that road would slow us down, so we decided to enter and leave by the Beach
Road gate ? immediately seeing an Arctic Jaeger being hassled by a bunch of
Silver Gulls ? this was our first Arctic Jaeger for The Farm! Presumably the
Jaeger was supposed to be hassling the gulls, but I think it had bitten off
more than it could chew with the number of Silver Gulls it encountered! We
had a quick scan for a previously reported Broad-billed Sandpiper north of
this gate, but no joy. Interestingly we picked this bird up at the Western
Lagoons later on ? I wonder if this is the same bird that had been reported
sporadically since the previous summer? If it is the same bird, Ruth and I
originally saw it in December 2011, also in the Western Lagoons.


Heading along Beach Road we saw a number of cars at the hide and people
lined up with binoculars and scopes ? some even sitting on deckchairs! We
immediately wondered what they were looking at, and once we arrived we
realised they had a Baillon?s and Spotted Crake. Funnily we turned up and
immediately saw both birds, and some of the people that had been there,
obviously for some time, had seen neither! The hide only produced a Little
Tern for us, so we moved on. Following Little River we were rewarded with a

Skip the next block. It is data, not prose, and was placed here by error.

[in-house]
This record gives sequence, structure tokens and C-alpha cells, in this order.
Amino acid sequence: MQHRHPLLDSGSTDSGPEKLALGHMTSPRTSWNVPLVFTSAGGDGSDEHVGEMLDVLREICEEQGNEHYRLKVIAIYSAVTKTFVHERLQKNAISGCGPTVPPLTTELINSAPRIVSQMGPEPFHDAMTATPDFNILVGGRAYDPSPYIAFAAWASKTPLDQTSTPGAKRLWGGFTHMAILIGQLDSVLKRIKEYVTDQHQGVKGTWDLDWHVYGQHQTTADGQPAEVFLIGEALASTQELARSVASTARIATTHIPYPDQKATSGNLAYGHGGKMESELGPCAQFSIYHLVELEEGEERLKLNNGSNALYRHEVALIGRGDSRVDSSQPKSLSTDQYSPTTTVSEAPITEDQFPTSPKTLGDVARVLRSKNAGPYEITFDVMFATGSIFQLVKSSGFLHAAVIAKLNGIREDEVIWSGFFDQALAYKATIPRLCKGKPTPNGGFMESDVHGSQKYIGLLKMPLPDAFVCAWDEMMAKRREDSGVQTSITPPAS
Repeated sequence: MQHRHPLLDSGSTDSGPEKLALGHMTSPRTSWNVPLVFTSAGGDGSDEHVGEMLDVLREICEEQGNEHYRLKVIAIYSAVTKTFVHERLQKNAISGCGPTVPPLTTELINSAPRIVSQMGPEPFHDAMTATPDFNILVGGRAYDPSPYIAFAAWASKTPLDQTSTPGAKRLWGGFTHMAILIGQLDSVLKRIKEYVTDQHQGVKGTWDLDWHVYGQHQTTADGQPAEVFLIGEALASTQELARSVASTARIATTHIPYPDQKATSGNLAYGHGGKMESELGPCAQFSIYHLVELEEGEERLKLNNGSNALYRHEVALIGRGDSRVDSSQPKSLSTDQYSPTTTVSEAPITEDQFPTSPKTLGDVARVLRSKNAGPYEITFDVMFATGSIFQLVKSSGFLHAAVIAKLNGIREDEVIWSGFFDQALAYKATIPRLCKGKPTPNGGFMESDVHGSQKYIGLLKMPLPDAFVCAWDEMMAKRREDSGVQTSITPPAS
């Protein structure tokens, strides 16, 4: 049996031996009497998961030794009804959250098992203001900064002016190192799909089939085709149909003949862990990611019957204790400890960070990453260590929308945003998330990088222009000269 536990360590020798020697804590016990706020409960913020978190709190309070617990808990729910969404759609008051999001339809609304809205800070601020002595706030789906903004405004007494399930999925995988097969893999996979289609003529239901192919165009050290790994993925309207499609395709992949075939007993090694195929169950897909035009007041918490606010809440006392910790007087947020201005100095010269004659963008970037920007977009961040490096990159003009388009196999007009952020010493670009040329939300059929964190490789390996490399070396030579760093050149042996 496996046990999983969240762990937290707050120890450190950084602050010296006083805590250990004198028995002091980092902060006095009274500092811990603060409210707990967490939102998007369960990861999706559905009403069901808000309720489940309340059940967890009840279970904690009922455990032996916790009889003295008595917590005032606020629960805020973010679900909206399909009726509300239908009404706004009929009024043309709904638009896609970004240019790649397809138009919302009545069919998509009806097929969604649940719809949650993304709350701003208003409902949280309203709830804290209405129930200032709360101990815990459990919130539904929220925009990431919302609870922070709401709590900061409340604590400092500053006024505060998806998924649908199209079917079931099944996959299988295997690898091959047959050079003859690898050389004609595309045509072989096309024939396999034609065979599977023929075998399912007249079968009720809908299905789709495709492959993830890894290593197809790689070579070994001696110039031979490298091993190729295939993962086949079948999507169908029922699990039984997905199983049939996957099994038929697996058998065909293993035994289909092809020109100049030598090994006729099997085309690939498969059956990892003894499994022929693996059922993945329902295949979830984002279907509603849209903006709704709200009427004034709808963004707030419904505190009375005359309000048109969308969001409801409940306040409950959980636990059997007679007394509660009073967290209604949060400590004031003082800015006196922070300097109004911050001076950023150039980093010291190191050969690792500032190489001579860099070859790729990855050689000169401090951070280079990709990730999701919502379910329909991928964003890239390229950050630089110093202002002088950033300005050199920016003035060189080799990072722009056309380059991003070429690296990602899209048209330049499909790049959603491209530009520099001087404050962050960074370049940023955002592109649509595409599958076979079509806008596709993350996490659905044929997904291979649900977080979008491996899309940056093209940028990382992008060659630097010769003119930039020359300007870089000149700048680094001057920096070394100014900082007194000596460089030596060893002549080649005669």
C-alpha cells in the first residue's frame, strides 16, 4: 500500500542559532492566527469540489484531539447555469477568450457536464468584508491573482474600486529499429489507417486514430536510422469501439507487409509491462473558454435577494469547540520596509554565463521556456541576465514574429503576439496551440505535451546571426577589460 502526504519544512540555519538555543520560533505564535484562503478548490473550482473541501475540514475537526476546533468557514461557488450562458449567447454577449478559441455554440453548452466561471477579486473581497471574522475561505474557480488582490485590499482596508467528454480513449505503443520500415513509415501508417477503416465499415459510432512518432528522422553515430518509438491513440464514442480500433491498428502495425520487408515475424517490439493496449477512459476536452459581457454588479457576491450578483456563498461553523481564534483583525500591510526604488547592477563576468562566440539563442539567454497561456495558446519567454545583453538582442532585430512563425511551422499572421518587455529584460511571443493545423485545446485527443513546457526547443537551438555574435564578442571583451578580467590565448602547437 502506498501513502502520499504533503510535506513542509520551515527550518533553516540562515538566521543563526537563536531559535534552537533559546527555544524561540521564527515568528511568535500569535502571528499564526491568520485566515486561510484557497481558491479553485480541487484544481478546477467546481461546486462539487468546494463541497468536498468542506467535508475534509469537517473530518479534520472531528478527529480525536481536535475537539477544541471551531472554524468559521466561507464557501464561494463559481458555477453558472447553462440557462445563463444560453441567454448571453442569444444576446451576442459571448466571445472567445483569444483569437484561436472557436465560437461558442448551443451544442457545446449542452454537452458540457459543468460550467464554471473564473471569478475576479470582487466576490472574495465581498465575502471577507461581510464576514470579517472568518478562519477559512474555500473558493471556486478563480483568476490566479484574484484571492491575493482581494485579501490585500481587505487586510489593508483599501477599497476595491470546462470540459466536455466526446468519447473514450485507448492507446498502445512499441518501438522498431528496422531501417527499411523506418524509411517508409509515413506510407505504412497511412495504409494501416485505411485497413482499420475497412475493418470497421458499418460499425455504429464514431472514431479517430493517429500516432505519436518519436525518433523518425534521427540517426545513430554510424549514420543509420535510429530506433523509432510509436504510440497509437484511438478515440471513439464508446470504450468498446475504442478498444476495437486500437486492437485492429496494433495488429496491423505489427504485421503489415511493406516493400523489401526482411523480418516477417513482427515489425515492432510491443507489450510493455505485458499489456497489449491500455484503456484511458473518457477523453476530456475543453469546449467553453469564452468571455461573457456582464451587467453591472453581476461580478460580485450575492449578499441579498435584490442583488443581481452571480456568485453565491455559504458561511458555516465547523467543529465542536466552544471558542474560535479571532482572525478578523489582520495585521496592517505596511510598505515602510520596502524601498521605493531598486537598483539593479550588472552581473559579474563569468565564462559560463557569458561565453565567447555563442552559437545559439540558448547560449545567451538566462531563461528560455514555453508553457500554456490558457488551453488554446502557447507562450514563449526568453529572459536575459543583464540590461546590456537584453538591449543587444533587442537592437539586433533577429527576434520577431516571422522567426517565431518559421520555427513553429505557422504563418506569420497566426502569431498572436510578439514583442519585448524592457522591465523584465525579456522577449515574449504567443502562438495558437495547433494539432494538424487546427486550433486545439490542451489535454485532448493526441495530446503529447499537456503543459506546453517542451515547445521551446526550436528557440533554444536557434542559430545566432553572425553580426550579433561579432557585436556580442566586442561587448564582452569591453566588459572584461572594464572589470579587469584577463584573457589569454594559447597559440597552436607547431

couple of Great Crested Grebes and both Yellow-billed and Royal Spoonbills,
birds we hadn?t seen previously. At the Conservation Ponds we had a quick
look for a reported Latham?s Snipe, without success. Last year we had both
Latham?s and Painted Snipe at the Western Treatment Plant during the
Twitchathon!  The Borrow Pits produced the expected Red-kneed Dotterel and
the coast road allowed us to see our two missing cormorants ? Little Black
and Pied. Heading out, past Lake Borrie where we ticked off most our missing
ducks, we encountered our crake-watching friends again (actually they were a
contingent from Birdlife Bellarine on an outing). This time they were busily
scoping up a group of ducks, so with a quick look through our own scope we
ticked off Freckled Duck as well!


We were missing Red-browed Finch (which we?d expected to see at Serendip)
and a few waders, so we headed to the Western Lagoons and The Spit ? we?d
already decided not to bother with T-Section as we were now desperately
running out of time. The Western Lagoons produced the missing Broad-billed
Sandpiper as well as a Pectoral Sandpiper, but we could see no other waders
of interest ? certainly no Black-tailed Godwits, Marsh Sandpipers, either
knot or anything else of interest. We also dipped on Red-browed Finch along
the fence here, where we?d often seen it in the past.


The time was now just after 3pm and I realised that we would never get to
our sites along the coast in time. We decided to abandon the plan and to
stick with the Western Treatment Plant, even though this put paid to any
possibility of Rufous Bristlebird, Forest Raven, any albatross or seabird,
our previously reconnoitred site for Pacific Golden-plover, Ruddy Turnstone
and Hooded Plover. We had previously seen Banded Lapwing in the paddocks at
the end of Austin Road, so we headed there ? no joy, the paddocks all looked
far too neat and tidy for Banded Lapwing now, so they?ve obviously moved on.
We did pick up European Greenfinch, and this was to be our last bird of the


All in all a good weekend. For us, the major lesson to be learned is one of
time management. Stick to the schedule, even if this means dipping on a bird
that was there previously, and not searching for too long for a species that
?should? be there.